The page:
Microsoft's Forefront Online Protection for Exchange protects EUI email against viruses.
You may, however, receive notifications telling you that a message of yours could not be delivered or contained a virus, or even that it was identified as "unsolicited bulk email".
The notification probably cites a destination address totally unknown to you and with whom you are unaware of having ever corresponded. The reason for this is that viruses "hide" their sender's original name (obviously!) and use real existing e-mail addresses.
This means that an infected computer somewhere else has sent out messages containing a virus under your name. The error notifications are then returned to you as the apparent sender, thus creating a false alarm.
You may also receive messages whose sender appears to be one of your habitual correspondents or an existing EUI address, but which in fact originate from some infected computer disguising its true identity under the name of a trusted sender.
Remember that mass mails from the EUI Computing Service are always distributed from the CS, Info-Desk (citsinfo) mail-sender. Therefore, you can safely assume that warning messages purportedly coming from such addresses as [email protected], [email protected], [email protected], [email protected], [email protected], etc. are generated by a virus somewhere.
If you have any doubts about virus warnings or mail non-delivery messages that come back to you, ask your Site Office, which will determine from the content of the messages whether there is any real cause for concern.
Never redistribute to your colleagues, correspondents, or fellow users at large, warnings you may receive from any source about the "latest", "most destructive" virus supposedly being unleashed on the Internet.
These are mostly hoaxes, often in circulation for a number of years, and apt to cause unnecessary alarm and further unwarranted mass mailings. If there is a genuine virus threat, the CS Info-Desk will distribute reliable information about the nature of the risk and any action to be taken.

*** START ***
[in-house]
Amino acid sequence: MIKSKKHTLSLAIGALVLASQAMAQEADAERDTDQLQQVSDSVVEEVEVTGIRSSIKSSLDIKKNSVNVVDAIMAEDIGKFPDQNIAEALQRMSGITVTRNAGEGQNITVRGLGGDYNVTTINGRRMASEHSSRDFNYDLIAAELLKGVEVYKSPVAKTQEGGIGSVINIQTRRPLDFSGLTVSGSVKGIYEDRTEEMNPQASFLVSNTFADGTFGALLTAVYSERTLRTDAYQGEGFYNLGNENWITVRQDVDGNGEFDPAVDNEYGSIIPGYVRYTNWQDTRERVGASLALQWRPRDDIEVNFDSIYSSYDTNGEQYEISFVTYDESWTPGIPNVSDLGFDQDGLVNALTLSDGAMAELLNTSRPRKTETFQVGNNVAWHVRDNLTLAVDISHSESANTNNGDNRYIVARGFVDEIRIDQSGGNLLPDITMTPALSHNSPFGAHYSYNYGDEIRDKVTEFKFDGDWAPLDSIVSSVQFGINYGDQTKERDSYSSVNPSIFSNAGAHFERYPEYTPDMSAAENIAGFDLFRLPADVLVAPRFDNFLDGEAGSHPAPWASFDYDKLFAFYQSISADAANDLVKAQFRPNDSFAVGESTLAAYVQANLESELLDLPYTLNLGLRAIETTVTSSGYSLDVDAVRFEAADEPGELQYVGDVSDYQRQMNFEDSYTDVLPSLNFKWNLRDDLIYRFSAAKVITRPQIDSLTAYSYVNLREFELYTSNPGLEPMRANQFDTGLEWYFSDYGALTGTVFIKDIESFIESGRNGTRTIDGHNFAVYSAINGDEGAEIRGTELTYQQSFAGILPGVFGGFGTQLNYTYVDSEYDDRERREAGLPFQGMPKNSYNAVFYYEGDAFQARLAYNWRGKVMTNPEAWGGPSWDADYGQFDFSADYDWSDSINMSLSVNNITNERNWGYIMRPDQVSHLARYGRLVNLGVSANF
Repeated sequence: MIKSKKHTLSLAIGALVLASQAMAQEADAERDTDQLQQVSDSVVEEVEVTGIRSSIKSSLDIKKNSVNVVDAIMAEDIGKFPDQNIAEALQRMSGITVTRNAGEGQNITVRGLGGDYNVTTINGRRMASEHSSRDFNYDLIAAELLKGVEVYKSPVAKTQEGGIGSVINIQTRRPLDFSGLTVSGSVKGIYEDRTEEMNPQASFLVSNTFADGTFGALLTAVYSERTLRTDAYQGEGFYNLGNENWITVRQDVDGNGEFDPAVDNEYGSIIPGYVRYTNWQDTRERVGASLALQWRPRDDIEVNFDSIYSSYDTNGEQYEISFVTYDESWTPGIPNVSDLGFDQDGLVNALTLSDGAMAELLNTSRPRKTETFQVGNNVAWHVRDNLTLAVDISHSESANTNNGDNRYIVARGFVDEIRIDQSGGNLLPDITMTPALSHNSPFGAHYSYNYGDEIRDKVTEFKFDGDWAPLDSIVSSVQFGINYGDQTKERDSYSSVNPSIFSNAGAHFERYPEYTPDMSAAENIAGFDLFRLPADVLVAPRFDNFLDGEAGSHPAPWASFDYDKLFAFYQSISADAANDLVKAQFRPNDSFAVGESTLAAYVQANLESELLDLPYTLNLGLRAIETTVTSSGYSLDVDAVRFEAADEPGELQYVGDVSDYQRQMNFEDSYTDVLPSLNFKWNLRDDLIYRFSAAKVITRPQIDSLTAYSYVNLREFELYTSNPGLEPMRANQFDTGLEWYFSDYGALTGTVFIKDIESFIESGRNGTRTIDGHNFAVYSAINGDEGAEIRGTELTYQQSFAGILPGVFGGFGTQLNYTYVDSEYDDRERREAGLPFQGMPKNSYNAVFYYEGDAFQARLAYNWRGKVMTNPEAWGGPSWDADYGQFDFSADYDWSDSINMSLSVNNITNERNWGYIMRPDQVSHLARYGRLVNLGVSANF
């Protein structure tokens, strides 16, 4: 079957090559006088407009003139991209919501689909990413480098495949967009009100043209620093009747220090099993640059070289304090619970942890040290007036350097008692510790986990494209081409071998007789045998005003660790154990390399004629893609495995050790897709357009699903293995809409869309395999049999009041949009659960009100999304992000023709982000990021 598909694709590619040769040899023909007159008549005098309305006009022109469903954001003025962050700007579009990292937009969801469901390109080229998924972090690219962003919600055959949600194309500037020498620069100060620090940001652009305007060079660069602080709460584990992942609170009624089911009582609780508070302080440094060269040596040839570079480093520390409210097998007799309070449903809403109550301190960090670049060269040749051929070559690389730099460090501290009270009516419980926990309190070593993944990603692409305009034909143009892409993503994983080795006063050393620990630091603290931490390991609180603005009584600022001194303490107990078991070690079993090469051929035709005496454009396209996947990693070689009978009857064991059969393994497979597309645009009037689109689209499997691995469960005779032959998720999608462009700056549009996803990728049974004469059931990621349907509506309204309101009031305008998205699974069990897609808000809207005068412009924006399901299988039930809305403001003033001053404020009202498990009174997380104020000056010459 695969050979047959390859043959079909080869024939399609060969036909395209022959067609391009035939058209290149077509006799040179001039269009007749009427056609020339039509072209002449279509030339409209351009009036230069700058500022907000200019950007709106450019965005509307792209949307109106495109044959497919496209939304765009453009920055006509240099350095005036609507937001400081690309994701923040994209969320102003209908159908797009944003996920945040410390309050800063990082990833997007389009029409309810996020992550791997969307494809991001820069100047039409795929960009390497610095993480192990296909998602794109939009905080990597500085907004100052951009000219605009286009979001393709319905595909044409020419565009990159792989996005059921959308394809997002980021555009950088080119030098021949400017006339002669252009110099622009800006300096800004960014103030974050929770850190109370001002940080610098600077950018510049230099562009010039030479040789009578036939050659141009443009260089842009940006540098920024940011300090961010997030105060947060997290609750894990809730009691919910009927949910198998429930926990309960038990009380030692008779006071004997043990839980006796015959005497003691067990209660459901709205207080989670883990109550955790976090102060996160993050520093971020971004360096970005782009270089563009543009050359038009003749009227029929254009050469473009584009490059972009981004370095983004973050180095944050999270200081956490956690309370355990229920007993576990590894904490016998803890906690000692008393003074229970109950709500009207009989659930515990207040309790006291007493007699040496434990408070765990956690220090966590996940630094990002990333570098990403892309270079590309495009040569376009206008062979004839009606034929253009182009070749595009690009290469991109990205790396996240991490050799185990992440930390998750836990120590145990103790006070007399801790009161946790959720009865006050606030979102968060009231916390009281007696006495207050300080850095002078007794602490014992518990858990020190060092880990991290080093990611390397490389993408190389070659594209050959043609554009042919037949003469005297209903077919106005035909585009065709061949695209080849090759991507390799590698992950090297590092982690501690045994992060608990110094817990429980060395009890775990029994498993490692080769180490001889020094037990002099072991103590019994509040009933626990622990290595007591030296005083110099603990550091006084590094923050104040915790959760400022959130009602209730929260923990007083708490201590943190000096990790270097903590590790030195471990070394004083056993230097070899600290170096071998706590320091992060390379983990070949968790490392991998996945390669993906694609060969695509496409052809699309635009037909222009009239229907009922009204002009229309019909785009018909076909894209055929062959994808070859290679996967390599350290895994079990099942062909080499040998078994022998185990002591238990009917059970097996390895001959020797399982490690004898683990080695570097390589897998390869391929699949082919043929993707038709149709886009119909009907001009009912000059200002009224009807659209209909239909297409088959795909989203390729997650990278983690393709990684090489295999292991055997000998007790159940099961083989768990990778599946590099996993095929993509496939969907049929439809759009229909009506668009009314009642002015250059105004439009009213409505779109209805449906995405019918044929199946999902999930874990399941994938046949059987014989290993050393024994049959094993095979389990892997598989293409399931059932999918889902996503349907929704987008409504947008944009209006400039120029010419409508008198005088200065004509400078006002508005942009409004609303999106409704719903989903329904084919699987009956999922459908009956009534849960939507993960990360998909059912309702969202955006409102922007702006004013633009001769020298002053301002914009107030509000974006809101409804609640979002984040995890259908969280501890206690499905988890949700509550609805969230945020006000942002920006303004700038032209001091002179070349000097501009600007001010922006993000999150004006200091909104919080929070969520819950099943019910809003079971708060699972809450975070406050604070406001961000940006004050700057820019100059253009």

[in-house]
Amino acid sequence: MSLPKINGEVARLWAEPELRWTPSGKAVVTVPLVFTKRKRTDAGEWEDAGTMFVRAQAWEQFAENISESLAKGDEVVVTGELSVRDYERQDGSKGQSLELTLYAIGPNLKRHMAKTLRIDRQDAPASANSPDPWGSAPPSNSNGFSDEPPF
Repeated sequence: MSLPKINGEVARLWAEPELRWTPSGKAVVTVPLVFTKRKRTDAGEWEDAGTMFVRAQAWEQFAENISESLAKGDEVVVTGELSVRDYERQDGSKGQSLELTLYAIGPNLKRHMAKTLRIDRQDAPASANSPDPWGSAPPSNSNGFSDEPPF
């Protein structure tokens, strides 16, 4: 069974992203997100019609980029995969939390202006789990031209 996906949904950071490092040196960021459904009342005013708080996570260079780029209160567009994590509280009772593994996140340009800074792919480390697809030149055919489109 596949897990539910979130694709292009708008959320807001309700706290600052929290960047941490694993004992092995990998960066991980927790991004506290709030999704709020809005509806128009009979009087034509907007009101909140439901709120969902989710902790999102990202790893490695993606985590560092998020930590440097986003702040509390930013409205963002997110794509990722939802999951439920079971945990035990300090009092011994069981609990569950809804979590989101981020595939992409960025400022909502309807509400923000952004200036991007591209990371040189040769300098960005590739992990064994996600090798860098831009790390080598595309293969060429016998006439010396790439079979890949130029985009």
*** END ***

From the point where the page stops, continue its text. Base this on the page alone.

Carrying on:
You can also verify for yourself the authenticity of any virus alerts you receive via e-mail by searching one of the authoritative Web sites such as the Symantec Hoax Page, Vmyths, HoaxBuster (in French), or others.
For up-to-date information about genuine virus threats world-wide see Symantec Threat Explorer, amongst others.
Good practice is never to open attachments if you are not expecting mail or attachments from the particular sender. Better still would be to double-check with the presumed sender before you open any attachment.
Be cautious about clicking on Web links offered by unsolicited messages. In particular never open a bank account or something similar by clicking on a Web link offered in an e-mail message. This will almost certainly be used for catching or 'phishing' your personal account details,
Your desktop PC, connected to our network, is protected, and virus patterns are constantly updated. We emphasise that many of you may be using personal laptops to connect to the Internet. It is very important, for the security of your own personal data and systems, that you do whatever necessary to keep your antivirus software regularly updated at all times.
For more info for EUI members' personal laptops see Virus Protection Policy.